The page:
Inside Look at ESPN 3D Highlights SVG’s 3D & Beyond Summit

During an eventful day of sessions at the CBS Broadcast Center in New York City on Wednesday, SVG hosted more than 100 industry leaders at its inaugural 3D & Beyond Summit. During the event — which was sponsored by Sony, Teranex, Bexel, Intelsat, Panasonic, Telecast, and Vizrt — Sony Electronics announced the renewal of its ESPN 3D sponsorship, and coordinating producer Phil Orlins provided an inside look at the 3D network’s operations during its first year.

“Going into this year, we had the benefit of knowing that we were going to do 85-plus events, which will end up being about 105 at the end of the calendar year,” said Orlins. “We knew we had a big schedule to accommodate, but we were able to plan ahead and position ourselves appropriately going in.”

The Crew
Prior to the network’s launch last June, ESPN assembled a small but tight-knit crew that has served as its core. Besides Orlins, the crew includes producer Josh Hoffman, director Doug Holmes, veteran operations and technical staffers, and plenty of help from Vince Pace and his company.

“The thought from the outset was that we would have one group that was consistently dedicated to this project,” said Orlins. “Fortunately, as the work continues to grow, more and more people get interspersed and, hopefully, take advantage of the knowledge that the core group is acquiring on a weekly basis.

The Camera Positions
When it comes to picking camera positions at the average major sports venue — an NBA arena, for example — ESPN 3D often sits fourth in the pecking order, behind ESPN’s HD 2D telecast and two regional sports networks. While this fourth-place dynamic has created challenges during ESPN 3D’s inaugural year, it has also bred a much-needed philosophy of innovation.

“The best part of this project is that we start from scratch for every event we’ve done, and it’s allowed us to try new things and put some cameras in different places,” said Orlins. “When you are [experimenting] in 2D, you are being evaluated by your main audience right away, and, in many cases, the familiarity with how the sport has been covered in the past does not lead to a lot of flexibility to change your approach. But 3D has given us an extraordinary opportunity to do things differently and, to some degree, find an audience that embraces that new approach.”

The Robotics
Many of the innovative camera positions involve extensive use of robotics, the prime example being ESPN 3D’s roving game angle for football. Rather than placing three high-game cameras at the press-box level, Orlins and company opted to mount a 3D rig atop a 25-ft.-tall telescoping tower on a conventional Chapman cart, which follows the action up and down the sidelines.

“At the end of every game, I heard some people say they loved it, and I heard others say they didn’t,” said Orlins. “But thankfully, by the time we got to the BCS Championship game, we really had it clicking the way we wanted to.”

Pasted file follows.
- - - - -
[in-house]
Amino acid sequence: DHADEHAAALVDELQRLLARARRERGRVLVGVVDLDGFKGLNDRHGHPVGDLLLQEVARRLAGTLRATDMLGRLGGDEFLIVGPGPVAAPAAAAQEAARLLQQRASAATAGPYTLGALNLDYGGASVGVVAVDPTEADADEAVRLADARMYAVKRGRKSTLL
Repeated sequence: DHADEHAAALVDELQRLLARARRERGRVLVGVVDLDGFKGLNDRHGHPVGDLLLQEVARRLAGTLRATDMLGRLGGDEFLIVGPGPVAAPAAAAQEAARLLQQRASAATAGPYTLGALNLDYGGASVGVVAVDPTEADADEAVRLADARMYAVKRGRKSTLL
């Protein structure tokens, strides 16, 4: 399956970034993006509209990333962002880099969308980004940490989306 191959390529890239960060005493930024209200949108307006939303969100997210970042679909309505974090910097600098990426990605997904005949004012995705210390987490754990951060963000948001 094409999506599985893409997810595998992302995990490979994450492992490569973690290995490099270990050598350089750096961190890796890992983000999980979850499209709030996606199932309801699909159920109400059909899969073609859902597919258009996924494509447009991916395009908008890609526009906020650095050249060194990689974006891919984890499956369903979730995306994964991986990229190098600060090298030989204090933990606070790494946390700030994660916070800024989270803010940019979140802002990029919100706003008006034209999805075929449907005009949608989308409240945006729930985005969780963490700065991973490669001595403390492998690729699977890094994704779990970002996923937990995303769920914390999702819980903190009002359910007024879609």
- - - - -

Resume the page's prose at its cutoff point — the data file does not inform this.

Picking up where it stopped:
The name of the game in 3D production is proximity. Getting cameras as close to the action as possible is integral to providing viewers with a truly 3D-centric telecast. However, inserting manned 3D rig positions just off the field of play often means expensive seat kills in the stands. In many cases, the antidote has come in the form of robotics.

“No matter how good you are at what you do, you have some serious — if not impossible — challenges for 3D if you are 150 ft. away,” Orlins pointed out. “So we said early on that getting close was a high priority, and, if that meant that we go with robotically operated cameras or pan-bar systems [controlled from inside the truck] rather than [manned cameras], then that was a change we had to make.”

The Technology
In just one year, the technology that ESPN 3D deploys on an average shoot has progressed dramatically. Many of the handheld rigs are minuscule compared with what ESPN used during its initial 3D football coverage. In addition, ESPN successfully produced the 2D and 3D productions out of a single truck (with the 2D show taking the left eye of 3D rigs) for a boxing match and an NBA game. However, there is still plenty of work to be done in terms of both rigs and 3D technology in general.

“If we’re roaming the floor at NAB looking for one thing more than anything else, it’s probably the smallest possible camera-lens combinations,” Orlins said. “I think we feel like there are some technologies that are quite close, but certain holy grails definitely remain out there for us: a certain level of quality in a certain small package.”

The Future
ESPN 3D is entering the final chapter of its first year, the NBA Finals. The network will produce every game of the series and, for the first time, deploy two separate mobile units and production teams to cover the action in both cities. While some specialized gear — such as a handful of miniature 18-lb handheld rigs — will be shipped between cities, the East and West Coast productions will be almost entirely independent from one another.

“Thanks to our partners at NEP and PACE, we will be deploying a second mobile unit for the first time [at the NBA Finals],” said Orlins. “Thankfully, the industry is moving towards 3D, so that will make [dual-city] shoots like this much easier [in the future].”


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